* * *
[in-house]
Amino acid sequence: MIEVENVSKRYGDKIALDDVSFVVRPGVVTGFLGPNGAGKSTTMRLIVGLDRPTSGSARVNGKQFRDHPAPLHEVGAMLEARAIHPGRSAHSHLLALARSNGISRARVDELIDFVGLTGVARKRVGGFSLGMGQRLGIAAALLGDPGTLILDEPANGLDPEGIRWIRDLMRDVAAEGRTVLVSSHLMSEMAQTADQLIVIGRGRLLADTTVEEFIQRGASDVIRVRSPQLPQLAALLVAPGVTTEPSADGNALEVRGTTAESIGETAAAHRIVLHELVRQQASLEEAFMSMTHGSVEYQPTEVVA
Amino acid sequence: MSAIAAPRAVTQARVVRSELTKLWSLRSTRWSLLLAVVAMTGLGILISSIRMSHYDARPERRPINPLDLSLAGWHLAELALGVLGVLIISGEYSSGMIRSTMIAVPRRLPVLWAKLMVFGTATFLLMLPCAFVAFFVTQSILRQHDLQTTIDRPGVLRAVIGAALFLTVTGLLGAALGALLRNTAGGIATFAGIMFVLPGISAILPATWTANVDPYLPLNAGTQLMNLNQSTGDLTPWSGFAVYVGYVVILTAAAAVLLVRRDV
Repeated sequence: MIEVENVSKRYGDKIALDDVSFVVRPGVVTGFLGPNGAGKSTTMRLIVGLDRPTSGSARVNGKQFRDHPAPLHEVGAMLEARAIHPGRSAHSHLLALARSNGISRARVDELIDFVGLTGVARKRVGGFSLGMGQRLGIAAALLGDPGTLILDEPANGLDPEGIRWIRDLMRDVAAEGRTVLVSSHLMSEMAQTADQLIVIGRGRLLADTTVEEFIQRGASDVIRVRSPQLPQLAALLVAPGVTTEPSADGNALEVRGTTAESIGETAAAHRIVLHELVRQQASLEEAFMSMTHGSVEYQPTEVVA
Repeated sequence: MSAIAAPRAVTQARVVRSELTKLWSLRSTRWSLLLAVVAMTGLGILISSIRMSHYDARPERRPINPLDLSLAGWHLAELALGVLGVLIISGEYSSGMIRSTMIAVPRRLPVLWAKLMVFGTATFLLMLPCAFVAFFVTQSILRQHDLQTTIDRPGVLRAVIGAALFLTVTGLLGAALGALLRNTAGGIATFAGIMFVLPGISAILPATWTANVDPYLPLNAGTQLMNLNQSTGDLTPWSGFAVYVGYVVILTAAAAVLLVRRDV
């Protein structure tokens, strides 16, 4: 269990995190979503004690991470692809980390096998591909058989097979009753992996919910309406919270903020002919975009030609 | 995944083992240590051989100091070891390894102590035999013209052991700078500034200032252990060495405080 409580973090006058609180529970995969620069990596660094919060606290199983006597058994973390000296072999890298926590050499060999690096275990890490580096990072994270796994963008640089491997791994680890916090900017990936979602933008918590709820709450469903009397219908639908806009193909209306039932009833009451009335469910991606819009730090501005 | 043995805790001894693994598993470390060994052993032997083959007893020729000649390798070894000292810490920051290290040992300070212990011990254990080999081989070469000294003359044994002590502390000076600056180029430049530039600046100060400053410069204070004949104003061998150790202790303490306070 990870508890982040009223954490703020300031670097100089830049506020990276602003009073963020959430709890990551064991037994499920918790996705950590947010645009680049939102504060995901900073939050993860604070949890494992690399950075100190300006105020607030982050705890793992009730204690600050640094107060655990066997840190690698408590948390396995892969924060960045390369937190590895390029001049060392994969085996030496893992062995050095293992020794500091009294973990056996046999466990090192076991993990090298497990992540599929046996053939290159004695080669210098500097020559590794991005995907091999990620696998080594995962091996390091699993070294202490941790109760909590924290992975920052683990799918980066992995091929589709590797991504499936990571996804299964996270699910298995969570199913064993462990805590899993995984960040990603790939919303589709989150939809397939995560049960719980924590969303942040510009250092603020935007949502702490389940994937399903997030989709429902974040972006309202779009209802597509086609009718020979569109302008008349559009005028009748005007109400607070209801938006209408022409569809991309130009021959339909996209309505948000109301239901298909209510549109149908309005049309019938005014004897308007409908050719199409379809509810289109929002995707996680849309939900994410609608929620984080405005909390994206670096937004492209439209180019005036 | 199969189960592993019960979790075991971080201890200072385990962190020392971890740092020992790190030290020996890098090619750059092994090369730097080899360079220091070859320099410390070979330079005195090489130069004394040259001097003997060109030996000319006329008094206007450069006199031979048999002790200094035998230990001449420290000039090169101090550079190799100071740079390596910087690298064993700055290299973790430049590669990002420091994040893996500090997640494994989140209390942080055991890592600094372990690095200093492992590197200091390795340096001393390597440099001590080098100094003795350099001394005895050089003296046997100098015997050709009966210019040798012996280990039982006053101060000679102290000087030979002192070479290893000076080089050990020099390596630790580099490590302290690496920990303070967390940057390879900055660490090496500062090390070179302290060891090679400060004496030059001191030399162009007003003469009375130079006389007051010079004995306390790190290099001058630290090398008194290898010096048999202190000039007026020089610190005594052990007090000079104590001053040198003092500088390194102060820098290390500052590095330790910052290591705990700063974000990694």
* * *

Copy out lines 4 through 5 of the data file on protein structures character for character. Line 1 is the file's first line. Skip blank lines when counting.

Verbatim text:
Repeated sequence: MIEVENVSKRYGDKIALDDVSFVVRPGVVTGFLGPNGAGKSTTMRLIVGLDRPTSGSARVNGKQFRDHPAPLHEVGAMLEARAIHPGRSAHSHLLALARSNGISRARVDELIDFVGLTGVARKRVGGFSLGMGQRLGIAAALLGDPGTLILDEPANGLDPEGIRWIRDLMRDVAAEGRTVLVSSHLMSEMAQTADQLIVIGRGRLLADTTVEEFIQRGASDVIRVRSPQLPQLAALLVAPGVTTEPSADGNALEVRGTTAESIGETAAAHRIVLHELVRQQASLEEAFMSMTHGSVEYQPTEVVA
Repeated sequence: MSAIAAPRAVTQARVVRSELTKLWSLRSTRWSLLLAVVAMTGLGILISSIRMSHYDARPERRPINPLDLSLAGWHLAELALGVLGVLIISGEYSSGMIRSTMIAVPRRLPVLWAKLMVFGTATFLLMLPCAFVAFFVTQSILRQHDLQTTIDRPGVLRAVIGAALFLTVTGLLGAALGALLRNTAGGIATFAGIMFVLPGISAILPATWTANVDPYLPLNAGTQLMNLNQSTGDLTPWSGFAVYVGYVVILTAAAAVLLVRRDV